Cambridge Arts Theatre, Cambridge – until Sun 31st July 2022
Reviewed by Steph Lott
The Globe Theatre’s production of William Shakespeare’s Julius Caesar begins with the news that Julius Caesar has defeated Pompey. Right from the start, the audience are required to be part of the action as we are the commoners who are celebrating Julius Caesar’s triumphant return. I thought the beginning sequence, led by Omar Bynon interacting with the audience was an ingenious way to introduce the setting of the play. He had a charming energy that was infectious and charming.
Shakespeare’s epic tale of murderous conspiracy, cunning rhetoric and a divisive struggle for control has never seemed more relevant than now, troubled as we are by untrustworthy politicians.
There will be some however who will be critical of this updated version of Julius Caesar. But I’m not one of them. Shakespeare can be off-putting to those who don’t recognise themselves in the plots or the characters. However I think this production addresses that. Genders of characters have been changed. There is a same sex marriage. The script has been altered to reflect this. I think the effect of those changes is to make this production more accessible, more relevant, to an audience who otherwise may not feel Shakespeare is for them. And that is alright by me. My only comment is that I feel further work should have been done on the script to fully incorporate the necessary changes in gender. There are mentions of “men” left in that are no longer appropriate given the characters are now female.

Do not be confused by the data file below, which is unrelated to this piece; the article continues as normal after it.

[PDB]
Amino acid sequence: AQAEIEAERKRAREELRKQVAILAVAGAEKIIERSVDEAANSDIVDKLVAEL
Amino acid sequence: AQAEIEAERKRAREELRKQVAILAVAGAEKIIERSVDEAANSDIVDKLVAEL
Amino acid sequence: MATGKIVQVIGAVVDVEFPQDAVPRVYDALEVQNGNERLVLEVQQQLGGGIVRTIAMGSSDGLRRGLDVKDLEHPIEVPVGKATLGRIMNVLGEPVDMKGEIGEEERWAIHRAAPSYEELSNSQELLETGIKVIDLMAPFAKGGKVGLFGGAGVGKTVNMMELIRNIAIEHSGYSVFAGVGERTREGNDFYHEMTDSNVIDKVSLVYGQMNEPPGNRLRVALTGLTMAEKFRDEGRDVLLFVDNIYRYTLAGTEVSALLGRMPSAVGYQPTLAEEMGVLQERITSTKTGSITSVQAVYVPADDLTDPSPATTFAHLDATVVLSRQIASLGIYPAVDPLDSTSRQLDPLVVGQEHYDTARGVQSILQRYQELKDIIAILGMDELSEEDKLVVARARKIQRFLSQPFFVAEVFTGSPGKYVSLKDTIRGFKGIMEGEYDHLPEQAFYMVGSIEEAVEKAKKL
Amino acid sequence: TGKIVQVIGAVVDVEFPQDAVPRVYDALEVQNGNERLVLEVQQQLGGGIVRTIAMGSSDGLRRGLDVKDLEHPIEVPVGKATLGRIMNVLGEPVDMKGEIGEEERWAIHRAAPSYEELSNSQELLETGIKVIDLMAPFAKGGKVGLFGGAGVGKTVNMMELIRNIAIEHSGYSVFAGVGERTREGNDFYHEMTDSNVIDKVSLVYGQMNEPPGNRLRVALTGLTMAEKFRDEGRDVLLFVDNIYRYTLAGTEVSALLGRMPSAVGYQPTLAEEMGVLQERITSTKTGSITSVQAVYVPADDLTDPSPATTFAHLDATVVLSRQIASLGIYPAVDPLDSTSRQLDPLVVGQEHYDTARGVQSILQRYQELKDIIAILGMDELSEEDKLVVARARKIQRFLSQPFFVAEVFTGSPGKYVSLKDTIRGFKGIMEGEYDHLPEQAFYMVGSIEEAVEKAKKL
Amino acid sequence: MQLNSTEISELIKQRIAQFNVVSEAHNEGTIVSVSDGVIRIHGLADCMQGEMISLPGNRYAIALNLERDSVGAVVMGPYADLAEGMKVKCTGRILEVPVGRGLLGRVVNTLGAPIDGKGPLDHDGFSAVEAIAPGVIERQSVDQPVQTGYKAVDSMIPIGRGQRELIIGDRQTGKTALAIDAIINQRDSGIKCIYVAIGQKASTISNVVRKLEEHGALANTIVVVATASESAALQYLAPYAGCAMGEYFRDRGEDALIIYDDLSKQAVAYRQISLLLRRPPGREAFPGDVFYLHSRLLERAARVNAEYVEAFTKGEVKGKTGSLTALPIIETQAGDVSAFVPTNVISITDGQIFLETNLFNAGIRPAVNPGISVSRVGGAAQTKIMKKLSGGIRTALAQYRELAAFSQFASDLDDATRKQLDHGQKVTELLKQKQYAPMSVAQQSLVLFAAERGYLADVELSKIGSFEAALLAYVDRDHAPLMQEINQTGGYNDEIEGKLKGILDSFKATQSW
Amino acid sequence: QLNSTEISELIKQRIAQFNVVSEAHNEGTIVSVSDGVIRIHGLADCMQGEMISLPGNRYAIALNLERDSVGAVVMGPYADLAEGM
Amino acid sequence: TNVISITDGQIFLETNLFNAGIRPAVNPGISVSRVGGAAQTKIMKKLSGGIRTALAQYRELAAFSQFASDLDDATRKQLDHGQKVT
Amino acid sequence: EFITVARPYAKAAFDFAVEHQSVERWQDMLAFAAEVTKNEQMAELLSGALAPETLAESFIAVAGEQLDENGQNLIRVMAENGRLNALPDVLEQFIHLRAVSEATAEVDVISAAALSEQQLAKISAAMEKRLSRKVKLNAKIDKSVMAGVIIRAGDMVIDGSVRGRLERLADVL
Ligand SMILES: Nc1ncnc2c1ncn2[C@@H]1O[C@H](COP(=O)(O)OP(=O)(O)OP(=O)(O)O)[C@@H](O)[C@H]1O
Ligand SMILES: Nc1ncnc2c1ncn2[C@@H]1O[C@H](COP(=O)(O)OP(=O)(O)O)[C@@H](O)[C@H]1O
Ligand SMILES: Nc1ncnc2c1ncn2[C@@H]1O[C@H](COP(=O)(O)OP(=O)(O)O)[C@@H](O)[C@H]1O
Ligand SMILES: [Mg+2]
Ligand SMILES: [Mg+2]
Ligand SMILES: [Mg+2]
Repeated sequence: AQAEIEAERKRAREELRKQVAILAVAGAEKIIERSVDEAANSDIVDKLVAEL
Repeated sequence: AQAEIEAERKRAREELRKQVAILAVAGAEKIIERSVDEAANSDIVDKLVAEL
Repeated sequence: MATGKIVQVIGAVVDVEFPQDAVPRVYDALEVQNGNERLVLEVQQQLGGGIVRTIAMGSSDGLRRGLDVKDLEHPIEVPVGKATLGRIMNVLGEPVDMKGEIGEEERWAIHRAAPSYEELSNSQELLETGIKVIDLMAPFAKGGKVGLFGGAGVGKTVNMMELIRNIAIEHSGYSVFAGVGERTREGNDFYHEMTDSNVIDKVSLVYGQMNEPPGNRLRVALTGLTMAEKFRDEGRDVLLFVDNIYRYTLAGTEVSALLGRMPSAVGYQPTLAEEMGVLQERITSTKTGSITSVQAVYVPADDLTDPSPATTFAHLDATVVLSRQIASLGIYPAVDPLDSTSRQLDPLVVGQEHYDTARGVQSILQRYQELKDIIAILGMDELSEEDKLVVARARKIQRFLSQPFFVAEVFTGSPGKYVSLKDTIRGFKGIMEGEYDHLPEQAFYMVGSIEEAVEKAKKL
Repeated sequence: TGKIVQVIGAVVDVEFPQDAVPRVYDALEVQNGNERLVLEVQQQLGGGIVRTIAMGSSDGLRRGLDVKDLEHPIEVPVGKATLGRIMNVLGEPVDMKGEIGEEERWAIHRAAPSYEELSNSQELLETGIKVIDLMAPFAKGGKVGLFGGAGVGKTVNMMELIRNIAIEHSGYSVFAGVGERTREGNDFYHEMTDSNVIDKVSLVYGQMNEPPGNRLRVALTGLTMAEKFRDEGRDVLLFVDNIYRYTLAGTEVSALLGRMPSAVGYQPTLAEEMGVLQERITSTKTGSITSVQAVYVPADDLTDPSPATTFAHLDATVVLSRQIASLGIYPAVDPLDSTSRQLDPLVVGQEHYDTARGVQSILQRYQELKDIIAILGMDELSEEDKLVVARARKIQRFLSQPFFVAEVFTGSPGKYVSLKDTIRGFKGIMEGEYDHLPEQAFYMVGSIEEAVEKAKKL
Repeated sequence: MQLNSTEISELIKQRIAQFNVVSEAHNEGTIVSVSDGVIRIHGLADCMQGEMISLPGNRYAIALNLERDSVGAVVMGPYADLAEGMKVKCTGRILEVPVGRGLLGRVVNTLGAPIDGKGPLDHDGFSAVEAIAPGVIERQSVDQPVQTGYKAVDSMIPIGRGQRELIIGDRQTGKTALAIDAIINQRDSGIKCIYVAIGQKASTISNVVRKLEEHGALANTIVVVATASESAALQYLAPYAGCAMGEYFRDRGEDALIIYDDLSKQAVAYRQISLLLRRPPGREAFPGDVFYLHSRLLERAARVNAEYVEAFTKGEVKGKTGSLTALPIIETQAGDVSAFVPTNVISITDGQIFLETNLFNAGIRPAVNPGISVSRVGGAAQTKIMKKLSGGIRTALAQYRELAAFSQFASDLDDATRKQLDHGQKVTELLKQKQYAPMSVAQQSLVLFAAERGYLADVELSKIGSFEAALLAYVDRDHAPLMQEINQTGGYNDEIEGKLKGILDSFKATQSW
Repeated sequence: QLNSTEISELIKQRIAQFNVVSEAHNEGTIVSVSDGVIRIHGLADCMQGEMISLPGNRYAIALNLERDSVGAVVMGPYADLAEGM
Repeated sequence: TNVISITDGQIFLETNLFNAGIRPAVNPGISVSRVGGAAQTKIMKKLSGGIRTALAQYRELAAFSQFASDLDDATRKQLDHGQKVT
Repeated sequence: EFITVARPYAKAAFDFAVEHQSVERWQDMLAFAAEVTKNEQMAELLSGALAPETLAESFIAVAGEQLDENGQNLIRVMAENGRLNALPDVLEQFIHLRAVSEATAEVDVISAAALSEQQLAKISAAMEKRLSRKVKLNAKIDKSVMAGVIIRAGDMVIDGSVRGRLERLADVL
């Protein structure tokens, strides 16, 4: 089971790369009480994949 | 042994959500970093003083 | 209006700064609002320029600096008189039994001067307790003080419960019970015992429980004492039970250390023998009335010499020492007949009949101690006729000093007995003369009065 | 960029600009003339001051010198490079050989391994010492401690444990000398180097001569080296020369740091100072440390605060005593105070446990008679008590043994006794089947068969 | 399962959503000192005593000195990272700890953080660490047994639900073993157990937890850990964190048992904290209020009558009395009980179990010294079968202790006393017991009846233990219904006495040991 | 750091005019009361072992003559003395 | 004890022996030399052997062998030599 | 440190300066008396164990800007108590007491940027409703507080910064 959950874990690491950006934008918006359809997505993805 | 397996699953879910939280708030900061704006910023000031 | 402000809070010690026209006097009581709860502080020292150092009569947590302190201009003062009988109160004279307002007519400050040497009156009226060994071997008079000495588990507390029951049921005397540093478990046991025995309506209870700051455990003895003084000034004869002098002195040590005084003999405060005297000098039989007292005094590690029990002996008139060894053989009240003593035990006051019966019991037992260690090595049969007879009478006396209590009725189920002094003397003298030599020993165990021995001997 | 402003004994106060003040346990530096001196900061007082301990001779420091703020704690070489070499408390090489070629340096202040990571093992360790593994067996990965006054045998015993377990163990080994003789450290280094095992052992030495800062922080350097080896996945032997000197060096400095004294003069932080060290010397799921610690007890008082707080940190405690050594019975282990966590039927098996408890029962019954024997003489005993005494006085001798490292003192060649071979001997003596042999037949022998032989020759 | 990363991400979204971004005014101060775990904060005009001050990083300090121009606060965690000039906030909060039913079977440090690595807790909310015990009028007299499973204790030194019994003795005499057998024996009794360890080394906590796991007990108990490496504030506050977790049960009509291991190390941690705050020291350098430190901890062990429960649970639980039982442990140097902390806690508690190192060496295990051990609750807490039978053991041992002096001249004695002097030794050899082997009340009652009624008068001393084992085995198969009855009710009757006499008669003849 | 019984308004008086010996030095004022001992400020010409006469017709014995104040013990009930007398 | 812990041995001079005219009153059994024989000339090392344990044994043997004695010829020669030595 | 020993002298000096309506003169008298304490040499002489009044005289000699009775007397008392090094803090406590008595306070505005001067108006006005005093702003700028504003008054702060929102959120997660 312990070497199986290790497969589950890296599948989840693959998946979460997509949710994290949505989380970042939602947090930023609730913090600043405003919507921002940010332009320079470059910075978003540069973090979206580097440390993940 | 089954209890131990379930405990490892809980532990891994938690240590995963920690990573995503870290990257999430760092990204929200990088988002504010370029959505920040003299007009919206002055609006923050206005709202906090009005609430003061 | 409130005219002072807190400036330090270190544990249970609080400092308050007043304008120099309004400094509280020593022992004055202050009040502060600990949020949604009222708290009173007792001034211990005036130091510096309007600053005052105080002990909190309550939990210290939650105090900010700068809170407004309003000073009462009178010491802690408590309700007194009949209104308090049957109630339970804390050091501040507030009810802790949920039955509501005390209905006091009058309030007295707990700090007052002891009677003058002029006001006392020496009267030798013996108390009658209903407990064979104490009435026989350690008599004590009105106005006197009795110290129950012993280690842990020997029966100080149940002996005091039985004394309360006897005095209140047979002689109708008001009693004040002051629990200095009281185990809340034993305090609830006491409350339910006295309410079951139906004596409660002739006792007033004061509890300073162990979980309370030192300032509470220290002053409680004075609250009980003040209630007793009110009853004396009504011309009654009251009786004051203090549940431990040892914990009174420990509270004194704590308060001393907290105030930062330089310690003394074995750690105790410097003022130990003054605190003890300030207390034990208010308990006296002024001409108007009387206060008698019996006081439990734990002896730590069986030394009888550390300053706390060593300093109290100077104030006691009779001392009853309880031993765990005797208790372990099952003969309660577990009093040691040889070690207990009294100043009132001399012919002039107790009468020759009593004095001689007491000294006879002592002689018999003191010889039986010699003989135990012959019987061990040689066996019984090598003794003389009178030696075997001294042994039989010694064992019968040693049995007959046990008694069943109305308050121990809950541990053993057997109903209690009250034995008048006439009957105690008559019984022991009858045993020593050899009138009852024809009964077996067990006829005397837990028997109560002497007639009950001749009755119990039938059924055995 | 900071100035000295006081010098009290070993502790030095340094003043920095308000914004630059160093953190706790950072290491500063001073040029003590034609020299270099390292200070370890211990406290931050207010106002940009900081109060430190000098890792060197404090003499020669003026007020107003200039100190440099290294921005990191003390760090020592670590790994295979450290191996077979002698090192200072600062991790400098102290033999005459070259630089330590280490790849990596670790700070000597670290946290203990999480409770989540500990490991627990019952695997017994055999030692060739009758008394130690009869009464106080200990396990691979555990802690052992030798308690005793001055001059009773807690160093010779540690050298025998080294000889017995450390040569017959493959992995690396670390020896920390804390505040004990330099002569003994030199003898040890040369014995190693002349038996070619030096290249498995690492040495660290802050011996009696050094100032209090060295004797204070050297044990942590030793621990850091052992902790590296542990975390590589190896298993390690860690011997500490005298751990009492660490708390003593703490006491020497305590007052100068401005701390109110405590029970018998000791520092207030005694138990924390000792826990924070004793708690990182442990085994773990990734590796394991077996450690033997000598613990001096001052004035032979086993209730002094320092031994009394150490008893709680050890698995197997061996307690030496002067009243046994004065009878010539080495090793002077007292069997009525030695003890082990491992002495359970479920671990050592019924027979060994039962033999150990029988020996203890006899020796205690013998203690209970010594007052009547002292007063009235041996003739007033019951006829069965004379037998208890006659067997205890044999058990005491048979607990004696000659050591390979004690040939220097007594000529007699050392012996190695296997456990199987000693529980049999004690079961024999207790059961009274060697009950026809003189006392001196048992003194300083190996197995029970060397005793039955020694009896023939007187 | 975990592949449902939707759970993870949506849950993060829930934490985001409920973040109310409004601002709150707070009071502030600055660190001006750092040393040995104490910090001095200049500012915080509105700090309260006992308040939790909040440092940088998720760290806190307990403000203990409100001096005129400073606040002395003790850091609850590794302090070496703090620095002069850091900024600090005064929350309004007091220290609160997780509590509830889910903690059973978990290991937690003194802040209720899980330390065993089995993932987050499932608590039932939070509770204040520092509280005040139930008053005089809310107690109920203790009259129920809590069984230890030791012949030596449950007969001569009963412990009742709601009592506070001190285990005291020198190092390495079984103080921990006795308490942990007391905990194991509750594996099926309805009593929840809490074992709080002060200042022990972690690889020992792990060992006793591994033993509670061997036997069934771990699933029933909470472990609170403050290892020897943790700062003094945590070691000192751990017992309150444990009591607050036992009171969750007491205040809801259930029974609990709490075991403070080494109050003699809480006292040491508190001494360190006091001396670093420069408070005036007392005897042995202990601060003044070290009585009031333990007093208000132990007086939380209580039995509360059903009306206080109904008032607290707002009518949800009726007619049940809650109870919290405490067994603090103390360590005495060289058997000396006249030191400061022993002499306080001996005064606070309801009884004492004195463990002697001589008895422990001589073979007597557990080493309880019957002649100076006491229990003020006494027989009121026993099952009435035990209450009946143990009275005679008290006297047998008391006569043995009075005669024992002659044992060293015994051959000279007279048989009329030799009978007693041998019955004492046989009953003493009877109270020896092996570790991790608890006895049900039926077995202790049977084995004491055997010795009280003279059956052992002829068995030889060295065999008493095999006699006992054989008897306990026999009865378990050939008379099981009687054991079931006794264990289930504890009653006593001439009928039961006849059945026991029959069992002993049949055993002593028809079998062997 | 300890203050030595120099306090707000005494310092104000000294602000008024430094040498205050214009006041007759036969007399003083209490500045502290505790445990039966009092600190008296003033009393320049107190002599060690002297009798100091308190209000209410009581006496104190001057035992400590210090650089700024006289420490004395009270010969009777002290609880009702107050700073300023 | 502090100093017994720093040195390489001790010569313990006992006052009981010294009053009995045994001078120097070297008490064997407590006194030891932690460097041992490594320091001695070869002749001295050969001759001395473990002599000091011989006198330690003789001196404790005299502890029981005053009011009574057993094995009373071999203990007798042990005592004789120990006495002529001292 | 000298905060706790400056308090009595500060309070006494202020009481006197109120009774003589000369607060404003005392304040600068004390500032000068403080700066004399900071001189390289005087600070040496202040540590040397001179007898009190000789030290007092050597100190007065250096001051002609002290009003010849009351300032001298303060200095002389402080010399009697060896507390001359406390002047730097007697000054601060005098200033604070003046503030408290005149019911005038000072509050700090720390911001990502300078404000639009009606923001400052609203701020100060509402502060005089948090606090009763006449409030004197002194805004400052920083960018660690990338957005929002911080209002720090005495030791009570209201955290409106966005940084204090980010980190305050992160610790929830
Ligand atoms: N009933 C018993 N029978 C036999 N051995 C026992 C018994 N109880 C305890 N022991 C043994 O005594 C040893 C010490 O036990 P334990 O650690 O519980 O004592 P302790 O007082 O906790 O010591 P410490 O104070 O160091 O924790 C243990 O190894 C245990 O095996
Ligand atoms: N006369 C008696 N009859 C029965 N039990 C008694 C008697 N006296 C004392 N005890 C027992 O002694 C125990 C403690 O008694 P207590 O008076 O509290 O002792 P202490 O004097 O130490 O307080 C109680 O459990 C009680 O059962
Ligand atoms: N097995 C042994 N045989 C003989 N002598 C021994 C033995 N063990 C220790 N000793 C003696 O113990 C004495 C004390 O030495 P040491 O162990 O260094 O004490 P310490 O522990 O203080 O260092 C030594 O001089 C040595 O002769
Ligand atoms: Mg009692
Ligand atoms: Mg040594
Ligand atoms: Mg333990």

Fearing for their beloved Rome, Cassius and Brutus, the main conspirators, are now played as and by women. Cassius is played by Charlotte Bate, who convincingly portrays Cassius’ descent from initial firm intention to despair as the conspiracy falls apart.
Brutus is played by Anna Crichlow. She gave a rich performance as the earnest and ultimately troubled co-conspirator.
Both of the above held the stage and gave standout performances robust enough to allow us to believe that it was two women leading this conspiracy which ended in murder.
I was impressed by this cast of eight who managed to carry off a complicated performance with many more than eight roles! Special mention must be made of Omar Bynon and Cash Holland. They performed a multiple of more minor roles, in different clothes and with different voices, and it was never confusing!
If you prefer your Shakespeare to be more traditional, then this production may not be for you. However, if you would like to see how this story might be, seen through a slightly different lens then I would recommend that you go and see it.